Headshot of The Royal Danish Library ©

The Royal Danish Library

Last updated: July 28, 2022

The Royal Danish Library is the Danish national library and University library. King Frederik the third founded the Library in 1648. The collection was at the beginning a part of the king’s private collection, later, under king Christian the seventh, the library was made open to the public. Today the library has buildings and departments at several other locations in Denmark. Combined, they house a considerable part of Denmark’s national cultural heritage and a great many historical collections that provide insight into European cultural traditions all the way back to early history and prehistory.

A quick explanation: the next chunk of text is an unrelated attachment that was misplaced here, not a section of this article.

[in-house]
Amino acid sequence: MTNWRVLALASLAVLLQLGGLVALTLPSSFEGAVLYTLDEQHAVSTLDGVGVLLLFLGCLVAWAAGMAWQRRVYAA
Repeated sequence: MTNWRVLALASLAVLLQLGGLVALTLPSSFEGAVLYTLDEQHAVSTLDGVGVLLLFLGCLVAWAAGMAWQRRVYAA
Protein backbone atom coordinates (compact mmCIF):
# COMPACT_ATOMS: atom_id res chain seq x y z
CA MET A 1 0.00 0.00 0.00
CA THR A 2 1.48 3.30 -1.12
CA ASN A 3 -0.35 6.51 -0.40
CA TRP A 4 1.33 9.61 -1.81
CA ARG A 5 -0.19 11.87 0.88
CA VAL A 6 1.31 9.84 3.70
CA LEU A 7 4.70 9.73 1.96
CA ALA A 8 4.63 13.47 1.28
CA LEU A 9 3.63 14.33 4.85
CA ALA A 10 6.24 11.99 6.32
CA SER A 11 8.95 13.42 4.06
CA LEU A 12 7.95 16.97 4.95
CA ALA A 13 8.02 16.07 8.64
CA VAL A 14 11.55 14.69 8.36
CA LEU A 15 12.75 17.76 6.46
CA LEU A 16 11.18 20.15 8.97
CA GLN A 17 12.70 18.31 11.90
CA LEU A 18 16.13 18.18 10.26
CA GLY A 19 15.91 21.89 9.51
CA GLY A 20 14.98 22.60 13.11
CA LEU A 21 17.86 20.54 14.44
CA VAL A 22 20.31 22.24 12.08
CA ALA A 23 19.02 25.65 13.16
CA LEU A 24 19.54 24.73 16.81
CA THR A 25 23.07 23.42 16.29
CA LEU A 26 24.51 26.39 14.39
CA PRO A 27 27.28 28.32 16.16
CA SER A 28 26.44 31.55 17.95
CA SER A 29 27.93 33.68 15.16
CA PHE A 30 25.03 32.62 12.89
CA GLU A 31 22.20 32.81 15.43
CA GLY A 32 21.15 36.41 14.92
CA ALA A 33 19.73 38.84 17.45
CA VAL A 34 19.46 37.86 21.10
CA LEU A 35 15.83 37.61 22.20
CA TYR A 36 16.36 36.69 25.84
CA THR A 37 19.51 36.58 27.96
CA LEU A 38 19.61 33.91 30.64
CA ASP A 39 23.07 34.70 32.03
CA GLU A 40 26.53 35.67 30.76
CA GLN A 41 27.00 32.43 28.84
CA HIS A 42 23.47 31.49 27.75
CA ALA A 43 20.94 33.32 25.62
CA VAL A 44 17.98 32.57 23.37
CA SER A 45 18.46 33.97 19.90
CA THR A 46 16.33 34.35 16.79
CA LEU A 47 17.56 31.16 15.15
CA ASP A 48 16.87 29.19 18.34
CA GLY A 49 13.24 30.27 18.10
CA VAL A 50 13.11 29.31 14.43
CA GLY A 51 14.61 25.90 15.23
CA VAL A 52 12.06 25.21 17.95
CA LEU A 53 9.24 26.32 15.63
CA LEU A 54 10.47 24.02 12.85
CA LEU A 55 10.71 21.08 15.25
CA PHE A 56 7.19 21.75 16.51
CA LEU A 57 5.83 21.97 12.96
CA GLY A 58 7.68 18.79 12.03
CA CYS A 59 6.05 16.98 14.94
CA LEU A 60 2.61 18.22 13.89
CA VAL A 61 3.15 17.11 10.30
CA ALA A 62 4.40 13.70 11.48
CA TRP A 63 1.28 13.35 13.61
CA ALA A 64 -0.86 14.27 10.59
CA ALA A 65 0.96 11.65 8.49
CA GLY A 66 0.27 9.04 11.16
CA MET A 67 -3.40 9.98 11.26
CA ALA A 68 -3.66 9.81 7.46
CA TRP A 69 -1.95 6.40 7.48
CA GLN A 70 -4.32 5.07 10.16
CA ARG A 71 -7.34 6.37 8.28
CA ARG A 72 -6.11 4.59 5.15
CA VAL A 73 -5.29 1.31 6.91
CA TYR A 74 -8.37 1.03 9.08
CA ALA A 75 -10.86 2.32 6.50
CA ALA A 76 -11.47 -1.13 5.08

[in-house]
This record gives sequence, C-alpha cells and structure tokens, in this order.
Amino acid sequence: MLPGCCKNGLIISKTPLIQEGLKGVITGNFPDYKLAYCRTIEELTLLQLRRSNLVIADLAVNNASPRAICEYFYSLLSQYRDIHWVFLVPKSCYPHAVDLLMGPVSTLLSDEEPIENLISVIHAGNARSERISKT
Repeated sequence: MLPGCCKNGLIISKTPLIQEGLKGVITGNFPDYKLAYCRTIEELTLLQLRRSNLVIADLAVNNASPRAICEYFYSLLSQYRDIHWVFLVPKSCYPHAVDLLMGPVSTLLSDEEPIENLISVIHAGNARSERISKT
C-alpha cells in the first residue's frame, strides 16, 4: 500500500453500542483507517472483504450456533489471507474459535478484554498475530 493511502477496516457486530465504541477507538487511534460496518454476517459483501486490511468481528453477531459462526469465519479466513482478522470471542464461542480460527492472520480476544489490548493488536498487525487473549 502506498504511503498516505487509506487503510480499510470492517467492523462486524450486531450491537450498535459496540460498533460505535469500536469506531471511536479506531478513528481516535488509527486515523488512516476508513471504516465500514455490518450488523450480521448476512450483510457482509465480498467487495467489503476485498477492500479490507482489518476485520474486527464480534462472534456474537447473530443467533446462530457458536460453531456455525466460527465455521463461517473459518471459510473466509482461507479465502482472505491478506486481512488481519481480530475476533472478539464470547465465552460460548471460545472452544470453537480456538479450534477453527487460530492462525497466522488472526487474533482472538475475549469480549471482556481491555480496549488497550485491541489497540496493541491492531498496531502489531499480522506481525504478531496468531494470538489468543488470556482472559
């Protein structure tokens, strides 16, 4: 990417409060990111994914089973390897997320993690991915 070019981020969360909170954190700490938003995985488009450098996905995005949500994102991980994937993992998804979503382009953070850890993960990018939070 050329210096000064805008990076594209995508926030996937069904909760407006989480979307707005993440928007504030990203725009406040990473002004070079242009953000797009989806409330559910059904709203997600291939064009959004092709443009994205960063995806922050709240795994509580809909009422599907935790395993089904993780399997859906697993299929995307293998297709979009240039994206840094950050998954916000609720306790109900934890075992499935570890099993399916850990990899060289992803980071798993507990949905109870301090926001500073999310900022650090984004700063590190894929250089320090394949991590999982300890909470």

The Black Diamond is a modem waterfront extension to the Royal Danish Library’s old building, which apart from its function as a library, houses a number of other public facilities and activities including a 600-seat chamber music hall, the Queen's Hall, used for concerts, literary events, theatrical performances and conferences. The Royal Library has turned into Scandinavia’s principal scene for live conversations between leading international intellectuals, top politicians and artists. Known for its famous International Authors’ Stage that was founded in 2008 and takes place in The Black Diamond.

Former guests include amongst other writers and thinkers such as Herta Müller, Dario Fo, Günter Grass, Chimamanda Ngozi Adizhie, Haruki Murakami, Abdualrazak Gurnah, Mario Vargos Llosa, Marina Abramović and Salman Rushdie as well as leading international personalities such as Hillary Clinton, Kofi Annan and Emmanuel Macron.